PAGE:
• admission of the patient to the hospital;
  • preparation for surgery or complex diagnostic / therapeutic procedures;
  • the need to assess the work of the heart after the treatment or surgery.

An emergency ECG is necessary for:

  • pain, discomfort in the chest or chest;
  • severe shortness of breath;
  • prolonged pain in the upper abdomen;
  • persistent hypertension;
  • causeless weakness;
  • syncope;
  • chest injuries (to avoid damage to the heart);
  • heart rhythm disorder;
  • intense pains in the neck, lower jaw, thoracic spine, or back.

ECG can be prescribed for prophylactic purposes in patients with:

  • high blood pressure;
  • atherosclerotic disease;
  • obesity;
  • high blood cholesterol levels;
  • postponed infectious diseases (in particular, after sore throat or tonsillitis);
  • pathologies of the endocrine or nervous system;
  • rheumatological diseases;
  • occupational risks and possible harm to health (in order to confirm professional suitability: pilots, sailors, athletes, etc.).

People older than 40 years and those subject to frequent stress should also undergo such a diagnosis from time to time.

There are no absolute contraindications for prescribing ECG. The procedure is limited in the presence of skin lesions in the area of ​​attachment of electrodes. But this precaution is not taken into account if the ECG is performed on an emergency basis.

Preparation for electrocardiography

Specific preparation for ECG is not required, but there are a few nuances that must be remembered:

  • the doctor must find out whether the patient is taking any medications that affect the CVS;
  • during the manipulation, the patient must find in a state of complete physical rest (it is also forbidden to talk);
  • it is important to come to the procedure about half an hour earlier before the scheduled time to sit down and rest for a while (during this time the heart rhythm will have time to normalize);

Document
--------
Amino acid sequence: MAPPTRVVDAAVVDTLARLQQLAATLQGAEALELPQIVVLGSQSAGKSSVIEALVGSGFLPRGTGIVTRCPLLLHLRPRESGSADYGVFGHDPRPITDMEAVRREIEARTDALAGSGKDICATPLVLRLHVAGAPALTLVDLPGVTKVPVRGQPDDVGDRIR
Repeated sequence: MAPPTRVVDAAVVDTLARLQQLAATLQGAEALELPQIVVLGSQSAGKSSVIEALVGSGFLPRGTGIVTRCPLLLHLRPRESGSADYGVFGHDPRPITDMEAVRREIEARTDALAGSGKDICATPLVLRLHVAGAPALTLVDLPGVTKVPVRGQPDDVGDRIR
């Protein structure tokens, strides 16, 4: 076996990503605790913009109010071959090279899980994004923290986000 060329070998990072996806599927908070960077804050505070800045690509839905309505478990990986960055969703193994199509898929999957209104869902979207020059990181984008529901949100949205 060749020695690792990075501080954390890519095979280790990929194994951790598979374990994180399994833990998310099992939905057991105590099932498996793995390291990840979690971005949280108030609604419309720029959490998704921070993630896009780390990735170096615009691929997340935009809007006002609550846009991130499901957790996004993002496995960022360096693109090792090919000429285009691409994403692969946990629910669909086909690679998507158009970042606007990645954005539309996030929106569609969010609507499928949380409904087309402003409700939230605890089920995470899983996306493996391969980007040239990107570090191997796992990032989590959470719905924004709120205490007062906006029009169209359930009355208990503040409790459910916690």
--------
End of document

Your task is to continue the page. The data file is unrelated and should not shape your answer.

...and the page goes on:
• During the manipulation, the person must carefully listen and follow all the recommendations of the specialist.

If the patient moves or talks during the procedure, its results may be distorted - just like in the case of incorrect grounding of the device. Incorrect or loose connection of electrodes, muscle trembling or electrical noise are factors that can also lead to inaccurate ECG data.

How is electrocardiography performed

Carrying out an electrocardiogram can be carried out in the conditions of a hospital, or in policlinic. In the first case, the procedure is often of an emergency nature, especially if the patient was taken to hospital by an ambulance team, or to a department of any therapeutic profile (cardiological, endocrinological, etc.).

In the clinic, electrocardiography is usually carried out routinely for the purpose of prophylaxis, or if the patient has any diseases that are not related to emergency cases and do not require hospitalization.

Features of ECG

Diagnosis is carried out by appointment. The patient comes to the electrocardiography room at the appointed time, removes outer clothing and lies down on the couch on his back. With the help of a fleece, a nurse rubs parts of the skin on the chest, as well as wrists and ankles. This is necessary for better conductivity of the electrodes, which are superimposed on the treated zone. 6 suckers are placed on the chest, and special "clothespins" are put on the arms and legs.

After the preparatory stage, the procedure itself is carried out. The health worker includes an ECG machine that reads information about the electrical activity of the heart and records it in the form of a graphical curve on thermal paper. When using modern equipment, all information can be stored directly to the computer.